"Some optimism that a U.S.-lead strike on Syria is on hold
brought more buyers out today," noted Schaeffer's Senior Technical
Strategist Ryan Detrick, CMT. "It was nice to see that the big
reversal on Friday found some buyers. The news and headlines are
scary, but we continue to see leadership from small-caps." This
easing anxiety, combined with the release of upbeat data out of
China, propelled the
Dow Jones Industrial Average (DJI)
140.6 points higher for the day.
Continue reading for more on today's market, including
Strong Chinese export data spurred U.S. markets higher,
consumer credit surged in July, and Groupon (
) touched a fresh 12-month peak.
Dow Jones Industrial Average (DJI - 15,063.12)
climbed higher right out of the gate, and touched an intraday high
of 15,088.41 during the afternoon hours. By the end of the session,
the blue-chip index was up 140.6 points, or 0.9% -- closing above
its 20-day moving average for the first time since Aug. 5 and north
of 15,000 for the first time in more than two weeks. Caterpillar (
) led the Dow's 29 advancers with a gain of 2.6%, while Verizon
) -- the sole laggard -- shed 0.9%.
S&P 500 Index (SPX - 1,671.71)
also charged northward early on in the session, and finished 16.5
points, or 1%, higher. Meanwhile, the
Nasdaq Composite (COMP - 3,706.18)
surged 46.2 points, or 1.3%.
CBOE Market Volatility Index (VIX - 15.63)
spent a portion of the morning in positive territory, but reversed
course to tag an intraday low of 15.22 later in the day. By the
closing bell, the "fear barometer" was 0.2 point, or 1.4%,
A Trader's Take
"Last Friday morning is looking like the big flush we were
hoping for," continued Detrick. "Fear spiked, and then the buyers
stepped up and continued to push things higher today. Overall, the
U.S. economy continues to improve, and even China is reporting
strong economic data -- sparking buying in the economically
sensitive materials group. Lastly, housing has done very poorly
over the past few months, but the sector had a huge day today. If
housing can find its footing, it could be a key sign that this
September rally may continue to surprise and move higher."
3 Things to Know About Today's Market
climbed higher than expected last month, according to the Customs
Administration. Thanks to improving demand in major markets, the
region's exports rose by 7.2% on a year-over-year basis, while
imports rose 7%, yielding a trade surplus of $28.6 billion.
Economists, on average, were expecting a 6% gain in exports and
an 11.3% rise in imports, for a trade surplus of just $20
- The Federal Reserve said
increased by $10.4 billion in July to a seasonally adjusted $2.85
trillion, which marked a yearly growth rate of 4.4%. Breaking the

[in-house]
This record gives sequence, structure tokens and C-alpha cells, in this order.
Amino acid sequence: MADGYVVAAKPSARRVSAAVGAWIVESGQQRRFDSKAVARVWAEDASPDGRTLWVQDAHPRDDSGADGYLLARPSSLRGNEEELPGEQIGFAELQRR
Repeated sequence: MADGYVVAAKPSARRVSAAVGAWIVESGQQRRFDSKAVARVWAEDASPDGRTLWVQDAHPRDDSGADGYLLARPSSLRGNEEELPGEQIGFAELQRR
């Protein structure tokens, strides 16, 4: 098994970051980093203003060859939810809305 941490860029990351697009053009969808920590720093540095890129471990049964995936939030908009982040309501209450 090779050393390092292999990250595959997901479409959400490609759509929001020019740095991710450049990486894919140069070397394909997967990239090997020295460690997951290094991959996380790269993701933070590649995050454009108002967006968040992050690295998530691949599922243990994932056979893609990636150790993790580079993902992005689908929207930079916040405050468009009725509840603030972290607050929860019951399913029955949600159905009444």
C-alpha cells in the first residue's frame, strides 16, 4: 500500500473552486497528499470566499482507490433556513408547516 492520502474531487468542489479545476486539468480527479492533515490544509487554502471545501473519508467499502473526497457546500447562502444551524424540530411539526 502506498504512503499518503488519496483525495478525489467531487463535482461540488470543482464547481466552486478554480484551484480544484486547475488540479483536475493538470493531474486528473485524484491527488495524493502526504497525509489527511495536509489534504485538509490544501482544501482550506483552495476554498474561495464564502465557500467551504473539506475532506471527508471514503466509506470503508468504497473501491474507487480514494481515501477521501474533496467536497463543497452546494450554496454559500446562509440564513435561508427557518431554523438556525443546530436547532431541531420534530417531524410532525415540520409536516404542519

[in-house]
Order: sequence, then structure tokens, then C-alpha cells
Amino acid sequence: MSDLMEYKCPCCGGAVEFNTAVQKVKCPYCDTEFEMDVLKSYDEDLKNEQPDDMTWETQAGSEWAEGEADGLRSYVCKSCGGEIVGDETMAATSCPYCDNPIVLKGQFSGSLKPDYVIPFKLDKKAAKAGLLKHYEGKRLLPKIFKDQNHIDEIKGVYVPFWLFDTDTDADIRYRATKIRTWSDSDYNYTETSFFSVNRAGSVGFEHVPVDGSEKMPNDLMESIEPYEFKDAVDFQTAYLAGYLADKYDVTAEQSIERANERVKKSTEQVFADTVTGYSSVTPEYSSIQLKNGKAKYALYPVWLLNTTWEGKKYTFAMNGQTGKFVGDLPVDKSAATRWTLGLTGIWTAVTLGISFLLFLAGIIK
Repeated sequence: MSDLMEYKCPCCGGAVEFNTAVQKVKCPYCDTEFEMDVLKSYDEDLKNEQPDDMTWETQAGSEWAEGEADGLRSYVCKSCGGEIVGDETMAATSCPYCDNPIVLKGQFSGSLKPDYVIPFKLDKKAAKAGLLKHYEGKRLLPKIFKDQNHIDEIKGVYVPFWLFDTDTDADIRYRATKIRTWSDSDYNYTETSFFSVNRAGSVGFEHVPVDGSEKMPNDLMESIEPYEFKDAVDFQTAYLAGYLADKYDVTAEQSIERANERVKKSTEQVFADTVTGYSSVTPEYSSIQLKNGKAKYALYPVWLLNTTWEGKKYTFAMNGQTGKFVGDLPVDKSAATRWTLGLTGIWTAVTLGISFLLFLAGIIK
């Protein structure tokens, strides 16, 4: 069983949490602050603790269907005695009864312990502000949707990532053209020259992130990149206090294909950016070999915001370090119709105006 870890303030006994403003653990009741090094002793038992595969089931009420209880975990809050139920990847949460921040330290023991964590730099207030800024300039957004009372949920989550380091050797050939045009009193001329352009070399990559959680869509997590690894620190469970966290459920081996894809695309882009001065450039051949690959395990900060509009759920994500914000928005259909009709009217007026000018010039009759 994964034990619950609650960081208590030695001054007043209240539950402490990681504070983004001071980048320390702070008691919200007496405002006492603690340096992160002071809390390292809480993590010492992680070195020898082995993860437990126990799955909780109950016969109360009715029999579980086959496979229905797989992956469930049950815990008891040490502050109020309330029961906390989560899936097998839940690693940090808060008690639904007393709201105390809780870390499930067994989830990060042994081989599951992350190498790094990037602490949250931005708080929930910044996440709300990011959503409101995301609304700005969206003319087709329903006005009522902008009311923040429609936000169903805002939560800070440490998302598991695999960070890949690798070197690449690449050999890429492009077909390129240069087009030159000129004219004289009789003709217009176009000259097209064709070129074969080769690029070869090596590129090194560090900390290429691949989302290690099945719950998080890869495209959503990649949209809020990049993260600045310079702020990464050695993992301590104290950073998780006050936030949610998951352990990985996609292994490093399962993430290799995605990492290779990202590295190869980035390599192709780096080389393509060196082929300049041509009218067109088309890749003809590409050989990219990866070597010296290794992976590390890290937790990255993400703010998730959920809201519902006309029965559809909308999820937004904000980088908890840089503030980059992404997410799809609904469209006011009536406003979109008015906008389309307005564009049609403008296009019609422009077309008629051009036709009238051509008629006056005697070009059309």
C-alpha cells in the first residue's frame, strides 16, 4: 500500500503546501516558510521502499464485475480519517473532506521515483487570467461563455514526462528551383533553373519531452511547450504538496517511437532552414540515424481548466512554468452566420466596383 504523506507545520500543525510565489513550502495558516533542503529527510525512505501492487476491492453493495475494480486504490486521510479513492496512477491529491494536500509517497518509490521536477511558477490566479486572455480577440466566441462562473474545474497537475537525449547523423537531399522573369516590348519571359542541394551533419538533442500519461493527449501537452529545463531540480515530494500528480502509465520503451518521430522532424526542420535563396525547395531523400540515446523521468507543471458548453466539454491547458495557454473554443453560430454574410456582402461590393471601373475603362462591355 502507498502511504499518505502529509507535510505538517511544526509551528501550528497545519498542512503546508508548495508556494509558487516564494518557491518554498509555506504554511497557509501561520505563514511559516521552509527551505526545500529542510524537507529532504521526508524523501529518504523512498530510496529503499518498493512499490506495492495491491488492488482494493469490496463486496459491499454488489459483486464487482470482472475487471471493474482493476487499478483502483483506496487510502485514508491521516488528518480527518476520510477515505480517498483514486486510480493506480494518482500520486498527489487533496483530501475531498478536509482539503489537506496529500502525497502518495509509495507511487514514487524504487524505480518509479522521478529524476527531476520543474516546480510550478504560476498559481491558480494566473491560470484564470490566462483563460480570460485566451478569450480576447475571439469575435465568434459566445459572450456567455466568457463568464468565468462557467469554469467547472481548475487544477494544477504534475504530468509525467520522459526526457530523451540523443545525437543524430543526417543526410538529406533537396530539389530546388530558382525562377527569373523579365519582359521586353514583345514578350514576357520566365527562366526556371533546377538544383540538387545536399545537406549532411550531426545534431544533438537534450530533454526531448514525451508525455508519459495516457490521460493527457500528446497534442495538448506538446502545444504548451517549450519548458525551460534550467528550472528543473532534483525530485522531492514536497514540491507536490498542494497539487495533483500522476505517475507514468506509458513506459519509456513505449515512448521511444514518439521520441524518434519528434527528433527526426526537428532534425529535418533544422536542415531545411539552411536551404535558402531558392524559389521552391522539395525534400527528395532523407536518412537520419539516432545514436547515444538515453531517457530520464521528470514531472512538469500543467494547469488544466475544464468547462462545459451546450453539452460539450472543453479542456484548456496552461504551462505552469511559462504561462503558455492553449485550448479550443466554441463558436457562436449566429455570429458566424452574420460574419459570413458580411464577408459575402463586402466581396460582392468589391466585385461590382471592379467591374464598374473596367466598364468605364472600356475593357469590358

numbers down further, revolving credit -- which is mostly credit
card loans -- dropped to an annual rate of 2.6%, marking its
second consecutive monthly drop. Meanwhile, nonrevolving credit,
which is largely comprised of school and auto loans, rose to an
annual rate of 7.4%.
- John Williams was the latest policymaker to offer up his
opinion on the central bank's
plans to taper its bond-buying program
. After a speech delivered at the National Association for
Business Economics, the San Francisco Fed president told
reporters that while he is "still 100% on board with Chairman
(Ben) Bernanke's timeline," he has not yet decided whether to
support an $85-billion reduction in monthly bond purchases at
next week's Federal Open Market Committee (FOMC) meeting. "I am
going to go into that meeting with an open mind and listen to my
colleagues and discuss," he said.
5 Stocks We Were Watching Today
- FBN Securities boosted its price target for
, ahead of tomorrow's much-discussed media event.
- Front-month call buyers converged on
amid this morning's M&A news, which triggered a new annual
was slapped with a downgrade and a price-target cut at Danske
Bank, following last week's deal with Microsoft (MSFT).
- An analyst-induced drop for
Tesla Motors (TSLA)
lured call sellers and put buyers to the trading table, who
focused on weekly options.
- Chatter regarding a buyout bid for
may have prompted one strategist to initiate a short strangle on
the mobile phone maker.
For a look at today's options movers and commodities
activity, head to page 2.
Crude futures backed away from Friday's 28-month high, as ebbing
fears regarding a potential military strike against Syria pushed
prices lower. By the closing bell, October-dated oil dropped $1.01,
or 0.9%, to finish at $109.52 per barrel.
Meanwhile, gold futures remained nearly flat, as investors
speculated over when the Fed will start scaling back its
bond-buying program. The malleable metal's December contract added
a modest 20 cents to end at $1,386.70 an ounce.
All Rights Reserved. Unauthorized reproduction of any SIR publication is strictly prohibited.